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Kellogg’s venture arm supports superfood startup

Participation in the $4.25m funding round for Kuli Kuli marks the first investments from eighteen94, Kellogg’s $100m venture fund designed to give the company exposure to innovative food ideas.

In the debut investment from its new venture capital fund launched in June, Kellogg Company has led an investment in a startup working with female farmers in the developing world to produce products derived from moringa, a plant protein from trees grown in semiarid and tropical areas.

The cereals giant announced Wednesday that it led a $4.25 million series A fundraise for Kuli Kuli, an Oakland, California-based company that sells moringa-based bars, teas, powders and energy shots. Other investors in the round included InvestEco and S2G Venture.

“We want to create a world where everyone has access to nutritious sources of food. Through this relationship, Kuli Kuli will benefit from Kellogg’s resources and global presence, both of which help us achieve our goals,” said Kuli Kuli founder Lisa Curtis, who was acquainted with the plant while living in Niger with the Peace Corps, in a statement. She said Kuli Kuli sources it moringa from women-led cooperatives in West Africa, South America and the Caribbean.

Curtis told Agri Investor in an email that Kuli Kuli plans to use the capital from the fundraise to expand its sales and marketing operation, add new staff and develop additional products that will help the company expand beyond the 3,000 US retail locations where its products are already sold.

Kuli Kuli describes moringa, native to South Asia and also is also grown in other semi-arid and tropical regions including in Ethiopia, the Philippines, and many parts of Africa, as a “next-generation superfood.” Its leaves, roots and immature pods are consumed as a vegetable and leftover seed cake, extracted of its oil, can be used to purify drinking water, according to the United Nations Food and Agriculture Organization. High in protein, fiber and vitamins A, B and C, moringa products have anti-inflammatory properties and can be a source of maternal and child nutrition, according to the FAO. Because moringa can have a bitter taste when eaten by itself, Kuli Kuli’s products mix the leafy green vegetable with other foods.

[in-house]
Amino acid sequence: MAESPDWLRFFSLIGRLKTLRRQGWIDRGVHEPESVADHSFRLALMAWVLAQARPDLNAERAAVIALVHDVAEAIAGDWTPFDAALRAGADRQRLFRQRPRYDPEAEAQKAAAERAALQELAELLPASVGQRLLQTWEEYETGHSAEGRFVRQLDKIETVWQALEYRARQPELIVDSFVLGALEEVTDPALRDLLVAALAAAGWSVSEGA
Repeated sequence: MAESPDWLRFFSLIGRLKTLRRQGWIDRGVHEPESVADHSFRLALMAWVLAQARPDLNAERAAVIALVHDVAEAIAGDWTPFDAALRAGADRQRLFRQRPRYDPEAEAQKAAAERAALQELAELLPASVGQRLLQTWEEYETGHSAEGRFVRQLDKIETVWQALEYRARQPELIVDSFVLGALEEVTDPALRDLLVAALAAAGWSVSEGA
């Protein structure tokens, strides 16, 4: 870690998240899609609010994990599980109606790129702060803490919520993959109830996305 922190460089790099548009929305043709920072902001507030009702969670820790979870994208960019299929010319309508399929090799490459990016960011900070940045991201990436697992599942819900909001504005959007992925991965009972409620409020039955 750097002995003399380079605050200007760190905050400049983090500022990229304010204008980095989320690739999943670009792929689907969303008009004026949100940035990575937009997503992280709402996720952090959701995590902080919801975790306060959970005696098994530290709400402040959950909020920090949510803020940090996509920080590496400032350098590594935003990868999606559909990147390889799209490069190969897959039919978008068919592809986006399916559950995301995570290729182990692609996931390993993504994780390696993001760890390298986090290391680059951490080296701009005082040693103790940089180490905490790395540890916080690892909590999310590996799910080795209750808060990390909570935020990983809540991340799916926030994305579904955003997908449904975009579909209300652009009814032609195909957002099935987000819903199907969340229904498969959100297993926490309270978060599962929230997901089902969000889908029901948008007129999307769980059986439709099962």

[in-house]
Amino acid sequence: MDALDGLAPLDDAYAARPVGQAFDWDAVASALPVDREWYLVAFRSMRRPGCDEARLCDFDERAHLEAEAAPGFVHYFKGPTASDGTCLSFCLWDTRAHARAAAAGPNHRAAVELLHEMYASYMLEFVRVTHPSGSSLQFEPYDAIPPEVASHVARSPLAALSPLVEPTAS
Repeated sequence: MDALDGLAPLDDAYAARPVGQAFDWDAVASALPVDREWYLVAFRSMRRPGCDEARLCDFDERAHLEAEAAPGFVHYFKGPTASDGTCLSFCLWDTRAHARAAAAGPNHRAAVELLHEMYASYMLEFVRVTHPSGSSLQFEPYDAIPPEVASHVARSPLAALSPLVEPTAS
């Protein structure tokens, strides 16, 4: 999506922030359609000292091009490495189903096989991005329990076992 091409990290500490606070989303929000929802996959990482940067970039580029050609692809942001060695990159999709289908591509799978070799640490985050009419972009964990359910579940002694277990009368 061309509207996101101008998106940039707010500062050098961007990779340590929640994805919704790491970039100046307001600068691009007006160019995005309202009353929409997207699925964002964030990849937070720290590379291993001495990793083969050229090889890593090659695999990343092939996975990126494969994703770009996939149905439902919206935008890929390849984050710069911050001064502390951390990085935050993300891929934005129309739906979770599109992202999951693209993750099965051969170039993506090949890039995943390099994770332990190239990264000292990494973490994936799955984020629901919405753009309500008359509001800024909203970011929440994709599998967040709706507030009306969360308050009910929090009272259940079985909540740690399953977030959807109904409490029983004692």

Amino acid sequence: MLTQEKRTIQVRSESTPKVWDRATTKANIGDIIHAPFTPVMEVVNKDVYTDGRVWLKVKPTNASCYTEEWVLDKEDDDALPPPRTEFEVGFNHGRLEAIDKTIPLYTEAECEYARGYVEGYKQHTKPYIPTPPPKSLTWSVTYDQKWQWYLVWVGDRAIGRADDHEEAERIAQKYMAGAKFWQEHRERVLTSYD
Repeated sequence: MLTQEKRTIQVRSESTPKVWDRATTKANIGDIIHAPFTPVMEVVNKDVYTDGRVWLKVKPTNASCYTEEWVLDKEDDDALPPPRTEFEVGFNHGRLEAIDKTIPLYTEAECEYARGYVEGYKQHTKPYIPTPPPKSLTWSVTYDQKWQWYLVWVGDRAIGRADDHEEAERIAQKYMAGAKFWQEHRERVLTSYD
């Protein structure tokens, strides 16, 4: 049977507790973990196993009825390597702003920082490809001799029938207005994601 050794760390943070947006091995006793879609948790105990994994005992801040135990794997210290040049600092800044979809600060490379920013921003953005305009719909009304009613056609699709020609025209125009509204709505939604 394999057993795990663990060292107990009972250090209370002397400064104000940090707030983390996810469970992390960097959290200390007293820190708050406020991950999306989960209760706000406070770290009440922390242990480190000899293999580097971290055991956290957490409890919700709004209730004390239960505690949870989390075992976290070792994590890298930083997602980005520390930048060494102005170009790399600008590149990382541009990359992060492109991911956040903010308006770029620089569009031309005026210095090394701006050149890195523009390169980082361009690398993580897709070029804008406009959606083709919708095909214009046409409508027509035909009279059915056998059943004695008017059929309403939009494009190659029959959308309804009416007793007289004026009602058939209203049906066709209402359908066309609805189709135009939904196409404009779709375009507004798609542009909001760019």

Kellogg announced the creation of eighteen94 capital in June as part of an effort to give the company access to next-generation innovation and cutting-edge trends in food. So named to commemorate the year W.K. Kellogg discovered flaked cereal, the fund plans to invest $100 million in early stage companies that have generating initial revenue.

1894 managing director Simon Burton told Agri Investor in an email that the size of future investments from the fund will vary but are expected to be in the $2 million to $5 million range.

“As consumer preferences move towards more diverse tastes and trends, the pace of innovation in the packaged foods industry continues to intensify,” said Kellogg vice president Gary Pilnick in a June statement announcing the fund. “By investing directly in the most promising entrepreneurs and ventures, we can increase greatly our access to game-changing ideas and trends that could become significant sources of growth for us.”

Other large, established food companies with investment vehicles designed to support the growth of early-stage ventures in new food products include Tyson Foods, Campbell’s Soup and General Mills.